BATLESS, as described at International Solid-State Circuits Conference (ISSCC) 2018 Conference held in the US, is designed with a new power management technique that allows it to self-start and continue to function under dim light without any battery assistance, using a very small on-chip solar cell.
According to the researchers, including those from the National University of Singapore (NUS), the microchip may substantially reduce the size of batteries required to power sensor nodes in Internet of Things (IoT) devices which are connected with each other over the internet.
They said the new microchip could make the IoT sensor nodes 10 times smaller and cheaper to produce.
"We have demonstrated that batteries used for IoT devices can be shrunk substantially, as they do not always need to be available to maintain continuous operation," said lead scientist, Massimo Alioto from NUS.
"Tackling this fundamental problem is a major advancement towards the ultimate vision of IoT sensor nodes without the use of batteries, and will pave the way for a world with a trillion IoT devices," Alioto said.
The researchers said when the battery energy is available, the chip runs in minimum-energy mode to maximise the battery lifetime.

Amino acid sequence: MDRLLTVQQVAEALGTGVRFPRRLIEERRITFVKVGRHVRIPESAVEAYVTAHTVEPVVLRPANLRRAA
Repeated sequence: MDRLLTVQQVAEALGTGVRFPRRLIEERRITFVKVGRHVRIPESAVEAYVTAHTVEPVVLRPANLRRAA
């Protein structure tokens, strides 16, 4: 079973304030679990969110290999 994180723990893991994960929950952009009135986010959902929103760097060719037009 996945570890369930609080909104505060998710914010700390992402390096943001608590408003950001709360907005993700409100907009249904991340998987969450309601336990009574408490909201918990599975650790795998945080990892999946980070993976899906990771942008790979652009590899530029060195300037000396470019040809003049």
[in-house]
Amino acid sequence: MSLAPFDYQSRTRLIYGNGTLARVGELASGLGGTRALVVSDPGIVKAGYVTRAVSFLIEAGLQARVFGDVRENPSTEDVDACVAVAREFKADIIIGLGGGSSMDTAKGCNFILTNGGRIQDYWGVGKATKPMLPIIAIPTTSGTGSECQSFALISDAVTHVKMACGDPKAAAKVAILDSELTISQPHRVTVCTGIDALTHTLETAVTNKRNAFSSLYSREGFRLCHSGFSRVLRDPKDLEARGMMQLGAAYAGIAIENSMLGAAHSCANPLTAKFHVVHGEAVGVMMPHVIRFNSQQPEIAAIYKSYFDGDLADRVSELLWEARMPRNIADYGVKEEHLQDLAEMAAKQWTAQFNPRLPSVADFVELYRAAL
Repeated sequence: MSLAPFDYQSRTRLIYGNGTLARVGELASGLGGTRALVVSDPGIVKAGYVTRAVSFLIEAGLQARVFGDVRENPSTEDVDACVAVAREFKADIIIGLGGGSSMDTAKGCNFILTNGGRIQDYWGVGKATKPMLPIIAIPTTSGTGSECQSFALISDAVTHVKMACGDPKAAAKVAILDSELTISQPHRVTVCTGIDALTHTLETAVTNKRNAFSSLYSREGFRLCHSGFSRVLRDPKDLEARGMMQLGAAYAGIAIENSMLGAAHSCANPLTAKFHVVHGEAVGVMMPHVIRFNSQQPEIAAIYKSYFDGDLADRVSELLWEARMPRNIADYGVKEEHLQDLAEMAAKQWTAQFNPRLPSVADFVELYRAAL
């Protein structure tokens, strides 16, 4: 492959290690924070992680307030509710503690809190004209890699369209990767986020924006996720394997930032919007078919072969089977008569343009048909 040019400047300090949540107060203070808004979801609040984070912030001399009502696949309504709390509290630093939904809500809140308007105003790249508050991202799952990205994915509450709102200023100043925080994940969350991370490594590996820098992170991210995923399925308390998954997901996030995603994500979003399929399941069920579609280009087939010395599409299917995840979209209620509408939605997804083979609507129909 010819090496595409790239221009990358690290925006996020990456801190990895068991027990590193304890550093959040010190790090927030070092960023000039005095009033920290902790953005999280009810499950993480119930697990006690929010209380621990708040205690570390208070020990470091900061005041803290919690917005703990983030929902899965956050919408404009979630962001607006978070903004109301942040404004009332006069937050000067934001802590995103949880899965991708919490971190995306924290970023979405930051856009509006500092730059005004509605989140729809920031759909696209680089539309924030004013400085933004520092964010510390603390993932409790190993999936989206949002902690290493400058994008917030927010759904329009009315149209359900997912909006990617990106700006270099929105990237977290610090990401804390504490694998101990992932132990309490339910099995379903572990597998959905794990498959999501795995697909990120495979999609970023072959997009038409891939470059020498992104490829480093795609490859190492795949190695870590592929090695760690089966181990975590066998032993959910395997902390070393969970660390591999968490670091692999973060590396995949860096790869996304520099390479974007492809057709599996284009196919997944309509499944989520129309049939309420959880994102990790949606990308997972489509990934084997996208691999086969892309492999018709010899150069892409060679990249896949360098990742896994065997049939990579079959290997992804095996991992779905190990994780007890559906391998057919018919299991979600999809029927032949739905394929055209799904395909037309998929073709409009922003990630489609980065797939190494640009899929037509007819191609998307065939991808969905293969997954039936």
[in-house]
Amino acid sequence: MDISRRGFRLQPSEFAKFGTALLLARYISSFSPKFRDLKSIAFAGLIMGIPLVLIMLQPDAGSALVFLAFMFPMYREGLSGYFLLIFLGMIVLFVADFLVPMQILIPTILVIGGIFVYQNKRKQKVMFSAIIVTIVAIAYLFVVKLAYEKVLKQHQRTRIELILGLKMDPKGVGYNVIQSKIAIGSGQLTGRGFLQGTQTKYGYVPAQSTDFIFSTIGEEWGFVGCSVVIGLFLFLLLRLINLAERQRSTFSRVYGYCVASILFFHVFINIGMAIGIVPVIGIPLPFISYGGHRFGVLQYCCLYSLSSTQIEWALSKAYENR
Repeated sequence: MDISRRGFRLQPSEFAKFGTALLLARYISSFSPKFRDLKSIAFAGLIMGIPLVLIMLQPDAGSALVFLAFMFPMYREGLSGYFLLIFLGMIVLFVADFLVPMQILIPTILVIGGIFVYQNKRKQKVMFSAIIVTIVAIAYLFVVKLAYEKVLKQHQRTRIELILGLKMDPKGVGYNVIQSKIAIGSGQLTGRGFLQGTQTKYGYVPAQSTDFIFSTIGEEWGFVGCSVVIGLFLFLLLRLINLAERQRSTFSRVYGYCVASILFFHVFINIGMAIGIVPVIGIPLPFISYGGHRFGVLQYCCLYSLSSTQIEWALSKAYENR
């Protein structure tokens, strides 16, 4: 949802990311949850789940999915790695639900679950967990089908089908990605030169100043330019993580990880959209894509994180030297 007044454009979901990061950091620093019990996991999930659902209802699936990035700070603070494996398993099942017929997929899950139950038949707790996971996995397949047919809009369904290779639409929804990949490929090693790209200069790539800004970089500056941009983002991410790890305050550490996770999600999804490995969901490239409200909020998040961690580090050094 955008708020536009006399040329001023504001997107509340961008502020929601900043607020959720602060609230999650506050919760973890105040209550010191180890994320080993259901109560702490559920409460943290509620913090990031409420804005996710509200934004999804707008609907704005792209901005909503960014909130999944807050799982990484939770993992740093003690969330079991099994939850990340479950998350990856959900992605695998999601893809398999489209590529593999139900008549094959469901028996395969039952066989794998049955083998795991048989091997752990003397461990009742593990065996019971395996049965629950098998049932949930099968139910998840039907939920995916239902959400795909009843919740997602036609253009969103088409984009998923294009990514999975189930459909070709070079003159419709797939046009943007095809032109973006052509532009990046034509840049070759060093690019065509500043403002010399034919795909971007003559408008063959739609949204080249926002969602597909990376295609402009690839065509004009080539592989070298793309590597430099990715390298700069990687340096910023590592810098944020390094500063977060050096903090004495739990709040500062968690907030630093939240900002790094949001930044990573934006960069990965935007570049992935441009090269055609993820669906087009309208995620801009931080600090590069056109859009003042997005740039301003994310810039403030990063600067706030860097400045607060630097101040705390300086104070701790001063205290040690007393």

However, they said when the battery is exhausted, the chip switches to the minimum-power mode and operates with a tiny power consumption of about half a nanoWatt -- a billion times smaller than the power consumption of a smartphone during a phone call.
This power, the scientists noted, can be provided by a very small on-chip solar cell that is about half a square millimetre in area, or other forms of energy available from the environment, such as vibration or heat.
Despite being in minimum-power mode when battery is not available, the reduced speed of the microchip is still adequate for numerous IoT applications that need to sense parameters that vary slowly in time like temperature, humidity, light, and pressure, they added.
"BATLESS is the first example of a new class of chips that are indifferent to battery charge availability," Alioto said.
"In minimum-power mode, it uses 1,000 to 1,00,000 times less power, compared to the best existing microcontrollers designed for fixed minimum-energy operation," he added.
According to the NUS researchers, BATLESS microchip covers a very wide range of possible energy, power, and speed trade-offs, as allowed by the flexibility offered through the two different modes. PTI VIS VIS VIS
Disclaimer :- This story has not been edited by Outlook staff and is auto-generated from news agency feeds. Source: PTI